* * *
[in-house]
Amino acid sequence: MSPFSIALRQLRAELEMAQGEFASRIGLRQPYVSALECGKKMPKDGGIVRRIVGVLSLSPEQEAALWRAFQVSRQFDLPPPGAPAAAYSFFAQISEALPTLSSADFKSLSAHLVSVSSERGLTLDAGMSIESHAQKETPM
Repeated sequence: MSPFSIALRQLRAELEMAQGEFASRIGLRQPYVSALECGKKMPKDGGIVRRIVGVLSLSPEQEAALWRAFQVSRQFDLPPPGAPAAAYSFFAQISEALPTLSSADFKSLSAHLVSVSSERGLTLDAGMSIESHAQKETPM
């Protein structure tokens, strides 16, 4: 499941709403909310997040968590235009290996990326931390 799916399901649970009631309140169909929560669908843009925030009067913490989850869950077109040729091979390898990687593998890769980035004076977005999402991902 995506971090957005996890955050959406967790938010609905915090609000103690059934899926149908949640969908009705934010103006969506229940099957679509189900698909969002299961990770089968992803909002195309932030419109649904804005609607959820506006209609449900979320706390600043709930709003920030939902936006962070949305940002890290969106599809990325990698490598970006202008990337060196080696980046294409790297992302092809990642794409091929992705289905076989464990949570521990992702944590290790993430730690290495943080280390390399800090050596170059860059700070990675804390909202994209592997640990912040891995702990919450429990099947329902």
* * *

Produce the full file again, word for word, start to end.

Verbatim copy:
[in-house]
Amino acid sequence: MSPFSIALRQLRAELEMAQGEFASRIGLRQPYVSALECGKKMPKDGGIVRRIVGVLSLSPEQEAALWRAFQVSRQFDLPPPGAPAAAYSFFAQISEALPTLSSADFKSLSAHLVSVSSERGLTLDAGMSIESHAQKETPM
Repeated sequence: MSPFSIALRQLRAELEMAQGEFASRIGLRQPYVSALECGKKMPKDGGIVRRIVGVLSLSPEQEAALWRAFQVSRQFDLPPPGAPAAAYSFFAQISEALPTLSSADFKSLSAHLVSVSSERGLTLDAGMSIESHAQKETPM
């Protein structure tokens, strides 16, 4: 499941709403909310997040968590235009290996990326931390 799916399901649970009631309140169909929560669908843009925030009067913490989850869950077109040729091979390898990687593998890769980035004076977005999402991902 995506971090957005996890955050959406967790938010609905915090609000103690059934899926149908949640969908009705934010103006969506229940099957679509189900698909969002299961990770089968992803909002195309932030419109649904804005609607959820506006209609449900979320706390600043709930709003920030939902936006962070949305940002890290969106599809990325990698490598970006202008990337060196080696980046294409790297992302092809990642794409091929992705289905076989464990949570521990992702944590290790993430730690290495943080280390390399800090050596170059860059700070990675804390909202994209592997640990912040891995702990919450429990099947329902």